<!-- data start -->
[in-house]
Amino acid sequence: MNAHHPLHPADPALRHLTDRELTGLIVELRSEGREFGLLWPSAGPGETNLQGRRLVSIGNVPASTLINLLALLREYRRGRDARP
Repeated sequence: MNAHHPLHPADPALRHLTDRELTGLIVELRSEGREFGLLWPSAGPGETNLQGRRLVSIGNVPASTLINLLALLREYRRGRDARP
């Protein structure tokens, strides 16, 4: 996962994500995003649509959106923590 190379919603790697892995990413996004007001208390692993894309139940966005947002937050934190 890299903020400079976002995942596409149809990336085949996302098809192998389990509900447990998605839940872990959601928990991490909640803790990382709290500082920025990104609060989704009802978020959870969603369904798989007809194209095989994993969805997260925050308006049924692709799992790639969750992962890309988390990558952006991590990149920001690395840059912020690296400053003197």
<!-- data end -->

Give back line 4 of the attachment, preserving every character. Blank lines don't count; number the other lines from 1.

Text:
């Protein structure tokens, strides 16, 4: 996962994500995003649509959106923590 190379919603790697892995990413996004007001208390692993894309139940966005947002937050934190 890299903020400079976002995942596409149809990336085949996302098809192998389990509900447990998605839940872990959601928990991490909640803790990382709290500082920025990104609060989704009802978020959870969603369904798989007809194209095989994993969805997260925050308006049924692709799992790639969750992962890309988390990558952006991590990149920001690395840059912020690296400053003197």